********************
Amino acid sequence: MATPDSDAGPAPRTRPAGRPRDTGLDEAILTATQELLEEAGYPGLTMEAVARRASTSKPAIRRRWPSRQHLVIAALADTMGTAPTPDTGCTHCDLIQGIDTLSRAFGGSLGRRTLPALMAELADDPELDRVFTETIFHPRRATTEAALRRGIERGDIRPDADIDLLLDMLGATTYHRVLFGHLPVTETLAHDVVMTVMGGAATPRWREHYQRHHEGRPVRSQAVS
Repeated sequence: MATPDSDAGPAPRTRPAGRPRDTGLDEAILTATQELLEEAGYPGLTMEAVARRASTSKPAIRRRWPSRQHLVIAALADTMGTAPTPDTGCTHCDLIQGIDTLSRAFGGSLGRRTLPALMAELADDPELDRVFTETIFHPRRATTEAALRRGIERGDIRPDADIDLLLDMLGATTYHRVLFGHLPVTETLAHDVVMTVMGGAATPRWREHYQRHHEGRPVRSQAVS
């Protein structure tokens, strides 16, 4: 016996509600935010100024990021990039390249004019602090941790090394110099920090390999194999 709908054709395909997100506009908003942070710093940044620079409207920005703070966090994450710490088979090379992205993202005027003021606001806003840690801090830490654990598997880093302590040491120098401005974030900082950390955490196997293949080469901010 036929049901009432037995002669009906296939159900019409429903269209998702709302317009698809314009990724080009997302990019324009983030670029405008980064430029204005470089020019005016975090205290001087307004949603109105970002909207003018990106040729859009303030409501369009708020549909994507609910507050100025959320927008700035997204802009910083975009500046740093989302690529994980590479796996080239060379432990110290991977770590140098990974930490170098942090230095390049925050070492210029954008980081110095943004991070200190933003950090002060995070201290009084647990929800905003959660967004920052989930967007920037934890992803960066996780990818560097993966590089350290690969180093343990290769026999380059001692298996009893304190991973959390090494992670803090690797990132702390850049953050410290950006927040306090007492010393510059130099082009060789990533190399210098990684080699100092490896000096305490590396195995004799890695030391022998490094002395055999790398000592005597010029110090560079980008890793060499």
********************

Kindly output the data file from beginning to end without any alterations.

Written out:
Amino acid sequence: MATPDSDAGPAPRTRPAGRPRDTGLDEAILTATQELLEEAGYPGLTMEAVARRASTSKPAIRRRWPSRQHLVIAALADTMGTAPTPDTGCTHCDLIQGIDTLSRAFGGSLGRRTLPALMAELADDPELDRVFTETIFHPRRATTEAALRRGIERGDIRPDADIDLLLDMLGATTYHRVLFGHLPVTETLAHDVVMTVMGGAATPRWREHYQRHHEGRPVRSQAVS
Repeated sequence: MATPDSDAGPAPRTRPAGRPRDTGLDEAILTATQELLEEAGYPGLTMEAVARRASTSKPAIRRRWPSRQHLVIAALADTMGTAPTPDTGCTHCDLIQGIDTLSRAFGGSLGRRTLPALMAELADDPELDRVFTETIFHPRRATTEAALRRGIERGDIRPDADIDLLLDMLGATTYHRVLFGHLPVTETLAHDVVMTVMGGAATPRWREHYQRHHEGRPVRSQAVS
């Protein structure tokens, strides 16, 4: 016996509600935010100024990021990039390249004019602090941790090394110099920090390999194999 709908054709395909997100506009908003942070710093940044620079409207920005703070966090994450710490088979090379992205993202005027003021606001806003840690801090830490654990598997880093302590040491120098401005974030900082950390955490196997293949080469901010 036929049901009432037995002669009906296939159900019409429903269209998702709302317009698809314009990724080009997302990019324009983030670029405008980064430029204005470089020019005016975090205290001087307004949603109105970002909207003018990106040729859009303030409501369009708020549909994507609910507050100025959320927008700035997204802009910083975009500046740093989302690529994980590479796996080239060379432990110290991977770590140098990974930490170098942090230095390049925050070492210029954008980081110095943004991070200190933003950090002060995070201290009084647990929800905003959660967004920052989930967007920037934890992803960066996780990818560097993966590089350290690969180093343990290769026999380059001692298996009893304190991973959390090494992670803090690797990132702390850049953050410290950006927040306090007492010393510059130099082009060789990533190399210098990684080699100092490896000096305490590396195995004799890695030391022998490094002395055999790398000592005597010029110090560079980008890793060499």